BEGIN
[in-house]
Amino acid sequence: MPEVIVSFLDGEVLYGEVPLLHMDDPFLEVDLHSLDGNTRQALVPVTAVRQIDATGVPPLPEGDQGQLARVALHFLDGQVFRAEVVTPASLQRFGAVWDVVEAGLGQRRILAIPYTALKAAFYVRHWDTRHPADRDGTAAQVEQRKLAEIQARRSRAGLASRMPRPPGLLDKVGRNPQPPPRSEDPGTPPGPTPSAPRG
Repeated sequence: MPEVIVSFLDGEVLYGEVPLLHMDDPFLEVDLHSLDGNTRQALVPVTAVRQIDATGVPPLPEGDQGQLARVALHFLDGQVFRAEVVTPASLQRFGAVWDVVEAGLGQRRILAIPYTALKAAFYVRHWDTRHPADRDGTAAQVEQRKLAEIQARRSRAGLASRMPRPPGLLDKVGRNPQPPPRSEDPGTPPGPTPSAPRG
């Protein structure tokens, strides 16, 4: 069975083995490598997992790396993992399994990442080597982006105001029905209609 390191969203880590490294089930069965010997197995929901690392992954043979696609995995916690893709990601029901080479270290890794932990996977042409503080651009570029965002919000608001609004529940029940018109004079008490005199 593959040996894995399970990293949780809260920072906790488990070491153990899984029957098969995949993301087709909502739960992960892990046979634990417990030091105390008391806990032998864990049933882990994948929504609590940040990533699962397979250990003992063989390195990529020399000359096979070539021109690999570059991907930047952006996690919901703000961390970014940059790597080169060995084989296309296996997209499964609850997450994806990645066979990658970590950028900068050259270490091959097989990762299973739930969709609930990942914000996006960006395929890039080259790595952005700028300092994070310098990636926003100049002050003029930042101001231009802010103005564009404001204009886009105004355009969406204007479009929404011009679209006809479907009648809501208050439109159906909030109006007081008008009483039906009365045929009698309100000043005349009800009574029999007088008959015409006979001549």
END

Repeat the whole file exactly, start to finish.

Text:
[in-house]
Amino acid sequence: MPEVIVSFLDGEVLYGEVPLLHMDDPFLEVDLHSLDGNTRQALVPVTAVRQIDATGVPPLPEGDQGQLARVALHFLDGQVFRAEVVTPASLQRFGAVWDVVEAGLGQRRILAIPYTALKAAFYVRHWDTRHPADRDGTAAQVEQRKLAEIQARRSRAGLASRMPRPPGLLDKVGRNPQPPPRSEDPGTPPGPTPSAPRG
Repeated sequence: MPEVIVSFLDGEVLYGEVPLLHMDDPFLEVDLHSLDGNTRQALVPVTAVRQIDATGVPPLPEGDQGQLARVALHFLDGQVFRAEVVTPASLQRFGAVWDVVEAGLGQRRILAIPYTALKAAFYVRHWDTRHPADRDGTAAQVEQRKLAEIQARRSRAGLASRMPRPPGLLDKVGRNPQPPPRSEDPGTPPGPTPSAPRG
């Protein structure tokens, strides 16, 4: 069975083995490598997992790396993992399994990442080597982006105001029905209609 390191969203880590490294089930069965010997197995929901690392992954043979696609995995916690893709990601029901080479270290890794932990996977042409503080651009570029965002919000608001609004529940029940018109004079008490005199 593959040996894995399970990293949780809260920072906790488990070491153990899984029957098969995949993301087709909502739960992960892990046979634990417990030091105390008391806990032998864990049933882990994948929504609590940040990533699962397979250990003992063989390195990529020399000359096979070539021109690999570059991907930047952006996690919901703000961390970014940059790597080169060995084989296309296996997209499964609850997450994806990645066979990658970590950028900068050259270490091959097989990762299973739930969709609930990942914000996006960006395929890039080259790595952005700028300092994070310098990636926003100049002050003029930042101001231009802010103005564009404001204009886009105004355009969406204007479009929404011009679209006809479907009648809501208050439109159906909030109006007081008008009483039906009365045929009698309100000043005349009800009574029999007088008959015409006979001549």